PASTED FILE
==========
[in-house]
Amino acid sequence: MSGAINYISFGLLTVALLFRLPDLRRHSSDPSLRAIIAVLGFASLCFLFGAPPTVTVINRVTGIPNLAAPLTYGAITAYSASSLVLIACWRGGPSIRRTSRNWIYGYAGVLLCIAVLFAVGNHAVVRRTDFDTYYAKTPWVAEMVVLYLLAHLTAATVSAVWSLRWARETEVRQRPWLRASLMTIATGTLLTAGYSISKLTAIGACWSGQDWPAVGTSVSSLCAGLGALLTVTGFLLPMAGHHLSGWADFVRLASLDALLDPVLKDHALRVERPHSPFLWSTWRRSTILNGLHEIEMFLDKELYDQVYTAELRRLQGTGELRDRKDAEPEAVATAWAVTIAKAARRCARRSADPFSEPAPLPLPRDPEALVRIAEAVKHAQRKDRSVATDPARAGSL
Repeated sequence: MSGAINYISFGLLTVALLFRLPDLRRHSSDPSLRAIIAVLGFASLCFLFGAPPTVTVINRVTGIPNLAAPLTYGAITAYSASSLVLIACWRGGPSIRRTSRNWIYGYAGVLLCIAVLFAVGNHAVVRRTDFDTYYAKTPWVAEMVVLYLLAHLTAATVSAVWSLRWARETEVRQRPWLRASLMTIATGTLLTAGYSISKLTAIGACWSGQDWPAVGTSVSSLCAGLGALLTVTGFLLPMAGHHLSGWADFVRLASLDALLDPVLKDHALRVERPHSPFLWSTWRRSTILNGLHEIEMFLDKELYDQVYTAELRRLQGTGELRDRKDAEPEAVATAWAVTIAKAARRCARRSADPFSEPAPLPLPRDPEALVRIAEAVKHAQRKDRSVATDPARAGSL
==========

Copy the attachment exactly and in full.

[in-house]
Amino acid sequence: MSGAINYISFGLLTVALLFRLPDLRRHSSDPSLRAIIAVLGFASLCFLFGAPPTVTVINRVTGIPNLAAPLTYGAITAYSASSLVLIACWRGGPSIRRTSRNWIYGYAGVLLCIAVLFAVGNHAVVRRTDFDTYYAKTPWVAEMVVLYLLAHLTAATVSAVWSLRWARETEVRQRPWLRASLMTIATGTLLTAGYSISKLTAIGACWSGQDWPAVGTSVSSLCAGLGALLTVTGFLLPMAGHHLSGWADFVRLASLDALLDPVLKDHALRVERPHSPFLWSTWRRSTILNGLHEIEMFLDKELYDQVYTAELRRLQGTGELRDRKDAEPEAVATAWAVTIAKAARRCARRSADPFSEPAPLPLPRDPEALVRIAEAVKHAQRKDRSVATDPARAGSL
Repeated sequence: MSGAINYISFGLLTVALLFRLPDLRRHSSDPSLRAIIAVLGFASLCFLFGAPPTVTVINRVTGIPNLAAPLTYGAITAYSASSLVLIACWRGGPSIRRTSRNWIYGYAGVLLCIAVLFAVGNHAVVRRTDFDTYYAKTPWVAEMVVLYLLAHLTAATVSAVWSLRWARETEVRQRPWLRASLMTIATGTLLTAGYSISKLTAIGACWSGQDWPAVGTSVSSLCAGLGALLTVTGFLLPMAGHHLSGWADFVRLASLDALLDPVLKDHALRVERPHSPFLWSTWRRSTILNGLHEIEMFLDKELYDQVYTAELRRLQGTGELRDRKDAEPEAVATAWAVTIAKAARRCARRSADPFSEPAPLPLPRDPEALVRIAEAVKHAQRKDRSVATDPARAGSL